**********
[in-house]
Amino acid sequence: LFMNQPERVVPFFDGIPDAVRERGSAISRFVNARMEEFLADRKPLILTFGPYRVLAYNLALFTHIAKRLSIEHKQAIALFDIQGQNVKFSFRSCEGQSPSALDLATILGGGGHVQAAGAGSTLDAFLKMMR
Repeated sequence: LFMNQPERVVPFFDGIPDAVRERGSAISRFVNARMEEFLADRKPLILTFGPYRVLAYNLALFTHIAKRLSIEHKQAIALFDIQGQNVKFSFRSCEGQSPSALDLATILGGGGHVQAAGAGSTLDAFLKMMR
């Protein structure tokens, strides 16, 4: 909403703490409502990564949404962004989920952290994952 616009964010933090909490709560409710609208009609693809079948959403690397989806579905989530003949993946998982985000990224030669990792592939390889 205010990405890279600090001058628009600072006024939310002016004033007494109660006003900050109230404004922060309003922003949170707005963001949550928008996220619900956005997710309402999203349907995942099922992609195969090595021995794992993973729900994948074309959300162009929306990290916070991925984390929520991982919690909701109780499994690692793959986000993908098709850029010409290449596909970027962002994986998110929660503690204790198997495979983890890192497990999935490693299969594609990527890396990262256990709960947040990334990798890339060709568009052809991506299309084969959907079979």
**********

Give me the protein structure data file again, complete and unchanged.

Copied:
[in-house]
Amino acid sequence: LFMNQPERVVPFFDGIPDAVRERGSAISRFVNARMEEFLADRKPLILTFGPYRVLAYNLALFTHIAKRLSIEHKQAIALFDIQGQNVKFSFRSCEGQSPSALDLATILGGGGHVQAAGAGSTLDAFLKMMR
Repeated sequence: LFMNQPERVVPFFDGIPDAVRERGSAISRFVNARMEEFLADRKPLILTFGPYRVLAYNLALFTHIAKRLSIEHKQAIALFDIQGQNVKFSFRSCEGQSPSALDLATILGGGGHVQAAGAGSTLDAFLKMMR
């Protein structure tokens, strides 16, 4: 909403703490409502990564949404962004989920952290994952 616009964010933090909490709560409710609208009609693809079948959403690397989806579905989530003949993946998982985000990224030669990792592939390889 205010990405890279600090001058628009600072006024939310002016004033007494109660006003900050109230404004922060309003922003949170707005963001949550928008996220619900956005997710309402999203349907995942099922992609195969090595021995794992993973729900994948074309959300162009929306990290916070991925984390929520991982919690909701109780499994690692793959986000993908098709850029010409290449596909970027962002994986998110929660503690204790198997495979983890890192497990999935490693299969594609990527890396990262256990709960947040990334990798890339060709568009052809991506299309084969959907079979």